Spring, 1977: The New York Board of Social Welfare (which registered charities before that function was transferred to the Department of State) convened a meeting of five northeastern states to explore uniformity in reporting (sound familiar?). In attendance were Massachusetts, Connecticut, New York, New Jersey, and Pennsylvania. At a second meeting held that summer, these states agreed to accept the New York annual report form in lieu of their own from any charity wishing to file it.

Fall, 1977: David Ormstedt, then with the Connecticut Attorney General’s Office, and acting as representative of these five states, makes a pitch to the 4th Annual NAAG Charities Seminar (held in San Diego) for uniformity among all states. By the next spring, 14 states had agreed to take the New York form.

Summer, 1978: The Pennsylvania Charities Commission hosts a meeting in Philadelphia of states interested in forming a new trade association. Sixteen states show up. Larry Alexander (PA) and David Ormstedt (CT) (who created the NASCO name) agree to organize things.



The organizational meeting of NASCO is held in January in New York City. David Ormstedt (CT) is elected interim President pending the first annual meeting and seminar to be held in the fall.

A brief NASCO meeting is held in March in Williamsburg, VA, in conjunction with the 5th NAAG Charities Seminar. The purpose of the meeting is to organize state opposition to SOP 78-10, which would permit allocating fundraising costs to public education (sound familiar?).

The first NASCO conference is held in Ft. Mitchell, KY (across the river from Cincinnati) in September, with 27 state regulators attending (private sector was not invited). Topics: accounting standards; professional telephone solicitation; legislation; investigation techniques. David Ormstedt (CT)is elected President.

Meetings were held with the American Institute of CPAs (“AICPA”) to fight, delay, change SOP 78-10, to no avail; their minds were made up. Bill Levis, then affiliated with National Information Bureau (NCIB’s old anme), begins organizing a project to systematically compile data on the charitable sector. It didn’t take long to realize that the states were the best potential source for data, but that data could not be readily extracted because of a lack of uniformity in reporting formats. This leads to the creation of the Uniform Annual Report project.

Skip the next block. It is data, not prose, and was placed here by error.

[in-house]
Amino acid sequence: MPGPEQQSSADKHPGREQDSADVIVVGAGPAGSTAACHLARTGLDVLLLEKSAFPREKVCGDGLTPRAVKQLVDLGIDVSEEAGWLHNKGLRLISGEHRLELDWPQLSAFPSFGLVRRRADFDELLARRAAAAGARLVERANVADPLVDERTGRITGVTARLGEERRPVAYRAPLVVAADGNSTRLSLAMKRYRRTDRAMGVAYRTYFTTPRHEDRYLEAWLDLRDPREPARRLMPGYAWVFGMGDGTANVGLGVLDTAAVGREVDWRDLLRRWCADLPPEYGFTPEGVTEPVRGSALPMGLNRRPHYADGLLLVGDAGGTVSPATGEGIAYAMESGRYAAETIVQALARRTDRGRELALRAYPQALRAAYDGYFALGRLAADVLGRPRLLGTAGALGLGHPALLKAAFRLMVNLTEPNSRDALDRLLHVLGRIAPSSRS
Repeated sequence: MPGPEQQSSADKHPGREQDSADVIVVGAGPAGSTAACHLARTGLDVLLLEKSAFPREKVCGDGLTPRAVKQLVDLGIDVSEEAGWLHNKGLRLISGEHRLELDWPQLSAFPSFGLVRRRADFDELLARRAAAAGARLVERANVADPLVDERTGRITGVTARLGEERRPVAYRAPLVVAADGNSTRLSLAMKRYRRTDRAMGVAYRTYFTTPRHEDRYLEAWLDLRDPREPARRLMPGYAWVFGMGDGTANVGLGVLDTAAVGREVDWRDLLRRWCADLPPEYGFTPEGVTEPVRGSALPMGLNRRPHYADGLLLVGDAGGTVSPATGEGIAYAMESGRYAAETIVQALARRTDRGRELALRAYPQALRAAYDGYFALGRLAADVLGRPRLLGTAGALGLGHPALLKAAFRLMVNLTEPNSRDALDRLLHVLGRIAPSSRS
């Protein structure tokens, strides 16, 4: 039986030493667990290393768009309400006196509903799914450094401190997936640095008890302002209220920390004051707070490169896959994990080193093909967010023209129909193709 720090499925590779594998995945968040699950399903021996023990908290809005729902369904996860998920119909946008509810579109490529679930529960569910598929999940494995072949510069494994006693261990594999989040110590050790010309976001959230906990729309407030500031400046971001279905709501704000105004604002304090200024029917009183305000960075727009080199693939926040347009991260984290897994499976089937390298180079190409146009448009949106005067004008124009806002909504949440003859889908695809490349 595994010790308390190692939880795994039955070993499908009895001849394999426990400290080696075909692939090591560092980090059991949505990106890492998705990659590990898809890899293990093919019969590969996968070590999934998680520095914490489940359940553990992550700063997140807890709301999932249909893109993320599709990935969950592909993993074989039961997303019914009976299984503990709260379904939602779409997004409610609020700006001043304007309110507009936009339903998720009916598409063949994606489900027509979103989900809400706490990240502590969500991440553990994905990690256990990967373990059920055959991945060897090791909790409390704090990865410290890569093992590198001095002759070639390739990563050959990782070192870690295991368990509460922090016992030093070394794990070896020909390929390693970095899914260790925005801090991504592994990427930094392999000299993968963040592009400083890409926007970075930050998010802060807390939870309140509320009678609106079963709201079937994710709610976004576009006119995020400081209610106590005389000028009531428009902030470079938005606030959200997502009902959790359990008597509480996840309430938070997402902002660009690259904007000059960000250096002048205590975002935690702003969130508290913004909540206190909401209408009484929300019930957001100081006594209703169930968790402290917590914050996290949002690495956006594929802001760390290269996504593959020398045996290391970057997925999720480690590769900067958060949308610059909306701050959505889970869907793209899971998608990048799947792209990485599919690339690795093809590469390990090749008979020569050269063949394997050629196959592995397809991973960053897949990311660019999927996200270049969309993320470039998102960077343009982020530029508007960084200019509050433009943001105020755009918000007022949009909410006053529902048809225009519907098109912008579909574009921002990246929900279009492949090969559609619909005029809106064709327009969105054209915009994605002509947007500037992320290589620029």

The issues continue to be uniform reporting and telephone soliciting.

The Uniform Annual Report project is in full swing. it is a cooperative public/private sector effort. The objective is to devise a unfirom state financial report. The IRS was not participating.

The Supreme Court handed down Schaumburg in February. The decision was not then considered to be of much consequence to state regulation.

The NASCO annual conference is held in Chicago in the fall. Joe Shea (NY) is elected President. The NAAG Charities Seminar was held that April in Minneapolis. Many states attended both the NAAG and NASCO conferences (travel budgets were better then).


Early in the year, the states agree on a uniform state report, at which point the IRS expresses an interest in modifying its Form 990 so as to achieve a uniform state/IRS report. Discussions proceed quickly and, in the spring, agreement is reached between the states and the IRS. The new Form 990, a radical departure from the old, is born. It remains essentially unchanged today.

SOP 78-10 gets hotter as an issue.

The 7th NAAG Charities Seminar is held in Washington, DC.

The NASCO Conference is held in the fall in new Orleans. Frank Swenson (NJ) is elected President.


The states’ dire predictions of the consequences of SOP 78-10 begin to materialize. There was much discussion about developing uniform state accounting rules that would supplant SOP 78-10 and other accounting principles (e.g., valuing donated goods and services) for purposes of state reporting. However, state regulatory staffs were small – even in the most active states. Taking care of the basics was challenge enough. Few states felt prepared to go head-to-head with the accounting profession and their blue chip client charities. It must be remembered that the impetus for SOP 78-10 was the need for some establishment charities to get around state fundraising expense limits. Only New York took an initiative in this direction, which led to the development of the summary sheet that requires disclosure of joint cost allocations.

This was the first year of joint NASCO and NAAG conferences. There was consensus that a joint conference made more sense than two separate conferences. An agreement was negotiated on revenu8e, expense and task sharing. The conference was held in ASheville, NC in the fall.